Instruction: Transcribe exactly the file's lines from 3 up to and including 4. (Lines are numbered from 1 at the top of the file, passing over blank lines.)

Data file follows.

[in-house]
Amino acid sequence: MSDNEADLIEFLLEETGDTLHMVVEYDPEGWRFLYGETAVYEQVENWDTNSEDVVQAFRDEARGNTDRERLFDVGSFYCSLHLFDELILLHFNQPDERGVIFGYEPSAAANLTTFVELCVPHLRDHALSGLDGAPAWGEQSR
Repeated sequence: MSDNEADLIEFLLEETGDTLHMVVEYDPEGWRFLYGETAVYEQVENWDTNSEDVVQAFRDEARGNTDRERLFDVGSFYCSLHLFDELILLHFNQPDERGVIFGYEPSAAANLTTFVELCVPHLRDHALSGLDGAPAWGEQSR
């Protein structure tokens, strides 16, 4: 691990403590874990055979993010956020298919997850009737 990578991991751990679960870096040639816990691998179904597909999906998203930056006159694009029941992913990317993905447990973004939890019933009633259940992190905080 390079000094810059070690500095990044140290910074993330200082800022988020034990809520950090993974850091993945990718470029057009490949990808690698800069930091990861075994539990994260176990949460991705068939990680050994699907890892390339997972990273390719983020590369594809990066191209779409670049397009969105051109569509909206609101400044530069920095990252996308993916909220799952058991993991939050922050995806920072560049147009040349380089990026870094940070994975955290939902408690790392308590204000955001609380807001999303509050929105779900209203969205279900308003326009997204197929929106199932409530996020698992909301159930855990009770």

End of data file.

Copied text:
Repeated sequence: MSDNEADLIEFLLEETGDTLHMVVEYDPEGWRFLYGETAVYEQVENWDTNSEDVVQAFRDEARGNTDRERLFDVGSFYCSLHLFDELILLHFNQPDERGVIFGYEPSAAANLTTFVELCVPHLRDHALSGLDGAPAWGEQSR
């Protein structure tokens, strides 16, 4: 691990403590874990055979993010956020298919997850009737 990578991991751990679960870096040639816990691998179904597909999906998203930056006159694009029941992913990317993905447990973004939890019933009633259940992190905080 390079000094810059070690500095990044140290910074993330200082800022988020034990809520950090993974850091993945990718470029057009490949990808690698800069930091990861075994539990994260176990949460991705068939990680050994699907890892390339997972990273390719983020590369594809990066191209779409670049397009969105051109569509909206609101400044530069920095990252996308993916909220799952058991993991939050922050995806920072560049147009040349380089990026870094940070994975955290939902408690790392308590204000955001609380807001999303509050929105779900209203969205279900308003326009997204197929929106199932409530996020698992909301159930855990009770």